What to do after you’ve launched your new website

Congratulations! You’ve just launched your first website or a newly refurbished / redesigned one. Most of the hard ‘slog’ is over.

However, there are a few things you need to do now and ongoing to make sure your website is maintained, growing and monitored correctly. It is easy to put off, but you may be kicking yourself later for not having invested more in these steps to turn your website into a strong asset for your business. Weeks, months and even years can fly by.

What you need to do right now

1. Start small with telling everyone

Make sure people actually know you have a website. Write the domain into your stationery, business cards and social profiles. That trickle of traffic is the seed of future business, and can also pay off in terms of having a place where your existing clients can learn more about your services.

2. Setup Google MyBusiness

It’s no secret that Google has taken the rug out from under the Yellow Pages, so be sure to capitalise on making the most of your Google presence. I would not say this is optional, make sure you do it!

Setup a Google MyBusiness (GMB) profile. This will help you rank in local search terms and also give you a place to store reviews.

To get started, go here and follow the instructions: https://business.google.com/

3. Setup your supporting profiles

After Google, there are probably a few other directories or profiles that you can setup specifically for your firm. For example, most businesses should also have a Facebook profile (which can also store reviews) or Bing.

Consider other platforms like Yelp or Yellow Pages, which are often free to list. Even if the traffic from these platforms is low in the short-to-medium term, you never know which platform which provide a lower cost per lead due to the local competition, and be a potential marketing investment opportunity later.

Note: For Facebook, make sure you setup your business as a page, not a personal profile. Also considering a Facebook Business account. Learn more here: https://business.facebook.com/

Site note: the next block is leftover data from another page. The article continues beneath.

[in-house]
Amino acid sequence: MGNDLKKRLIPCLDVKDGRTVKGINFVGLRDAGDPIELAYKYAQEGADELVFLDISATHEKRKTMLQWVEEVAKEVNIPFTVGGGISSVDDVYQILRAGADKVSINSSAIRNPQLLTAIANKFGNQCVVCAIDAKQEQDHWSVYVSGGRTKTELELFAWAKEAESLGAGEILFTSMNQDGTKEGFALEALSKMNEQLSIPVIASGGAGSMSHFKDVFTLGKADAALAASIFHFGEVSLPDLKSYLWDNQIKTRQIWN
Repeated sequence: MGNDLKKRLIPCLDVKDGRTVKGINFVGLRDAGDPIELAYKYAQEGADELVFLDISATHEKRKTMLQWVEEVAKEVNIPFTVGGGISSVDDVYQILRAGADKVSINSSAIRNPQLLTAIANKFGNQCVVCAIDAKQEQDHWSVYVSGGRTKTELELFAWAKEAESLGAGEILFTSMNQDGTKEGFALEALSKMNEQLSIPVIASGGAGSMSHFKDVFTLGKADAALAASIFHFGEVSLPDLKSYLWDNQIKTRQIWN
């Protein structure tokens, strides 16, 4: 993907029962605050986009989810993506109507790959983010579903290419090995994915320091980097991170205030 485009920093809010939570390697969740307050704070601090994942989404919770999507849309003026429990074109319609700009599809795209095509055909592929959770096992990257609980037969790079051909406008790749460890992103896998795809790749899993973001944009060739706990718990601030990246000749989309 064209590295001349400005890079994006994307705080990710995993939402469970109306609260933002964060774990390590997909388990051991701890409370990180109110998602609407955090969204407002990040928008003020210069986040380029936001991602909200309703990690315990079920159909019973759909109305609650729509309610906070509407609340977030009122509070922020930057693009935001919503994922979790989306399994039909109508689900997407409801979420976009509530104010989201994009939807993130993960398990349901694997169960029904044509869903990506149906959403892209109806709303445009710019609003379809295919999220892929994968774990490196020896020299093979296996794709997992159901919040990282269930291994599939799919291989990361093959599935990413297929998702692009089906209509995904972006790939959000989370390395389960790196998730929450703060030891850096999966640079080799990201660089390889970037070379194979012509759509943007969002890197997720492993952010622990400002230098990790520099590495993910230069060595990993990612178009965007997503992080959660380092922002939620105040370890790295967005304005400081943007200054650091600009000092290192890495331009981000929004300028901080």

4. Get foundational SEO work done

Foundational SEO work will set your website up for ranking for your search terms in your target catchment areas. Simply having a website live will do little to get you traffic from Google.

In fact, if you have just launched a new website, you may not even rank for your own brand name on Google at all for a few months. It depends on the level of competition for your business name and service.

Foundational SEO work will include tuning up your website so that it is optimised for the key search words people use to find businesses like yours, and making sure Google knows where you are. Other bits will include submitting your sitemap and getting yourself setup with Google’s SEO monitoring tool: Google Search Console (also known as GSC).

5. Setup website analytics

Google Analytics collects useful anonymous data such as bounce rates, the rate at which users don’t visit more than one page of your website. This data gives you the information you need to improve your website’s performance.

When people visit your website, do you know what they are doing? Is something not working, or is one page putting them off? How many people, exactly, are contacting you or requesting quotes?

Helpfully, free tools like Google Analytics (also known as GA) help you with all of the above. Make sure you have Google Analytics setup, with bot filters so that your traffic stats are not unduly inflated, and with detailed conversion tracking so you know how much business your website is converting.

This is an easy step to skip, but please make sure to invest in this. Having long-term data on how your website is performing is essential for the future when you make changes to improve performance and start more marketing initiatives. Without data, you will find it hard to know what is working and what is not.

Learn more on Google Analytics here: https://analytics.google.com/analytics/web/

6. Setup brand name alerts

If someone mentions your name or business, will you know? Make the most of mentions with thank yous, link requests or even responses (to negative comments) by having a Google Alert in place.

To setup your Google Alert, go here and follow the instructions: https://www.google.com/alerts